Uterine fibroids are non-cancerous growths of the uterus that often occur during a woman's childbearing years. They can be difficult and confusing to deal with, but it is important to remember that there can be many treatments and solutions available. Here, we will discuss the symptoms, diagnosis, and treatments for uterine fibroids.
What causes uterine fibroids?
While the exact cause of fibroids is unknown, few potential factors have been linked to the development of fibroids.
- The hormones like oestrogen and progesterone
- Growth hormones
- Major stress
What are the symptoms of uterine fibroids?
Many women are unaware that they have fibroids as they don't experience any symptoms. This can be the case if the fibroids are small and are referred to as asymptomatic fibroids. Nevertheless, Uterine fibroids may also lead to unpleasant and occasionally painful symptoms, such as:
- A sensation of fullness in the lower abdomen (known as pelvic pressure)
- Frequent urination
- Pain during sexual intercourse
- Excessive bleeding or painful menstruation
- Spotting between menstrual cycles
- Lower back pain
- Anaemia (low red blood cell count)
- Complications with reproduction
What are the types of Fibroids?
The types of fibroids vary depending on where they're located within or outside the uterus.
Intramural growth within the muscular wall of the uterus. As these fibroids grow, they can expand your uterus.
Subserosal fibroids grow on the Serosa membrane, which is outside of your uterus. They can potentially make the uterus appear lopsided.
A pedunculated fibroid forms when a subserosal fibroid develops a stem. This stem is a base that can hold a tumour and a pedunculated fibroid grows here.
Submucosal fibroids grow in the myometrium, which is the muscle layer located at the centre of the uterus. These tumours are not as prevalent as others.
When should you consult a doctor?
If you have been suffering from constant pelvic pain, abnormally heavy and painful menstrual cycles, bleeding or spotting between periods, difficulty urinating, or unexplained anaemia (low red blood cell count), it is important to check in with your doctor. Pelvic pain can have many causes and can vary from mild to intense. It could be an indication of an underlying issue and should be consulted.
To diagnose or treat Uterine Fibroids, consult doctors at Apollo Fertility/Cradle in JP Nagar. You can call 1860-500-1066 to schedule an appointment.
Treatment options for uterine fibroids
The type of treatment differs according to the size, number of fibroids and the symptoms you are experiencing. The best treatment plan for you will depend on your desires for future fertility. Speak to your doctor about your plans for fertility and your long-term goals when determining the best plan of action.
If the symptoms associated with the fibroids are not severe, your doctor may recommend monitoring the tumour for changes over several months. During this time, your doctor may perform regular check-ups and imaging studies to ensure the tumour is not growing or causing any further problems.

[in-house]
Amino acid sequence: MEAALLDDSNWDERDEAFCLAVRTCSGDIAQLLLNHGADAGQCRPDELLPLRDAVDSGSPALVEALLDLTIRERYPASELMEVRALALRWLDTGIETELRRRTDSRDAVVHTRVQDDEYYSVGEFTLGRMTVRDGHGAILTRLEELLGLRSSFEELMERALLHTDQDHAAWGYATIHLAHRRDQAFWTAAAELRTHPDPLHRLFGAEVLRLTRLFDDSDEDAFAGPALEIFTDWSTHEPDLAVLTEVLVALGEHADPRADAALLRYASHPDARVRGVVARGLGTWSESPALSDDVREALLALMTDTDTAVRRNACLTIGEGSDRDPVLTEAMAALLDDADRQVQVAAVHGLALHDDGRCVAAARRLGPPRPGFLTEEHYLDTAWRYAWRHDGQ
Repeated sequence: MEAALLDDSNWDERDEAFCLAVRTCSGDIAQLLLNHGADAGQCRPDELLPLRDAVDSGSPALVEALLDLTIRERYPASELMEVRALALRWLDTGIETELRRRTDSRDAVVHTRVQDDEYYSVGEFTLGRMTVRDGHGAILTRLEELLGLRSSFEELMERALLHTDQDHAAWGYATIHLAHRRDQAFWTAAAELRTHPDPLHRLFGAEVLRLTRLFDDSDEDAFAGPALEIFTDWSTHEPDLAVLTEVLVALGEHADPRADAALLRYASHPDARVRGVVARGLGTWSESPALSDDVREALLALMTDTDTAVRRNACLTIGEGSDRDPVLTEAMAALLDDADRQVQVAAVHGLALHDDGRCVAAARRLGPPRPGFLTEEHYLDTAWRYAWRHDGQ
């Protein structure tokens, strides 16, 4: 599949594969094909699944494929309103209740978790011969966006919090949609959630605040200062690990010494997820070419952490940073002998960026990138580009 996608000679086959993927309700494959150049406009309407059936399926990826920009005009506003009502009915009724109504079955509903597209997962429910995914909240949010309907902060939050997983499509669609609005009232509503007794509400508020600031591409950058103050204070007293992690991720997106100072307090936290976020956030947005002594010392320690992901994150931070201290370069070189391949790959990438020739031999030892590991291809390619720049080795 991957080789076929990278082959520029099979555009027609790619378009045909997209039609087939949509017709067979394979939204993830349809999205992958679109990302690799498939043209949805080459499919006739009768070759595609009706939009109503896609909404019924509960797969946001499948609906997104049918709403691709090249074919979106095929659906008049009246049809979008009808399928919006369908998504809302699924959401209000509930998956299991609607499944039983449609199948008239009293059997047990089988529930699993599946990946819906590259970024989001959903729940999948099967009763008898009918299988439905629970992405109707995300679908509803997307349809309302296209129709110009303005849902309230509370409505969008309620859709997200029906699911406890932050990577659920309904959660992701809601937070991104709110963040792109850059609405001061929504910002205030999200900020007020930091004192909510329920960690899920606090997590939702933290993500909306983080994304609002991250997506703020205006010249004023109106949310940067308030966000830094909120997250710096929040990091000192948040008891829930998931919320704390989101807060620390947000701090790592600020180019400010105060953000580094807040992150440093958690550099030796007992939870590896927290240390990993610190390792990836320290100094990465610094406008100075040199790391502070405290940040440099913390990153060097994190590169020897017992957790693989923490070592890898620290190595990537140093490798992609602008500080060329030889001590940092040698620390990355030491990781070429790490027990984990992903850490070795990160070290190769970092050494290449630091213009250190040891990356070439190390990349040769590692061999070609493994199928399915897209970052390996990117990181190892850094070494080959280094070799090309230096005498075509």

Though medication cannot prevent the fibroids from growing, they can shrink the tumour. While these medications are generally successful in shrinking, some people may experience side effects such as nausea and fatigue.
Birth Control pills, Gonadotropin-releasing hormone (GnRH) agonists, OTC (Over Counter Medications), Iron Supplements, and Tranexamic acid are some of the medications prescribed by doctors.
Surgery is another possible treatment option for urinary fibroids. Certain surgical procedures such as Myomectomy can preserve the uterus, allowing for potential pregnancies in the future, while other choices like Hysterectomy may cause damage to or eliminate the uterus.
Uterine fibroids are a common medical condition that affects many women. Knowing the causes, symptoms, and treatments of uterine fibroids can help you make informed decisions about your health. While the exact cause of uterine fibroids is still unknown, there are a variety of treatments available to help manage the condition.
Fibroids may reduce in size and subsequently alleviate symptoms post-menopause. This is due to the reduction in hormone levels. However, treatment may not be needed for small fibroids if they are not causing any distress.
It is possible to become pregnant while having uterine fibroids. Your doctor will create a monitoring plan if you already know you have fibroids when you're pregnant. In rare cases, this can cause preterm delivery or a C-section.
Fibroids are typically not cancerous. However, there is a very small chance (less than one in 1,000) that a cancerous fibroid can develop.
Researchers are still investigating the correlation between diet and fibroids. However, consuming a lot of ham and red meat, such as beef, has been associated with an increased chance of fibroids.
Fibroids are most frequently found in women of childbearing age (30-40 years) and are especially common in those who have never given birth. Furthermore, a woman's risk is increased by family history, obesity, and diet.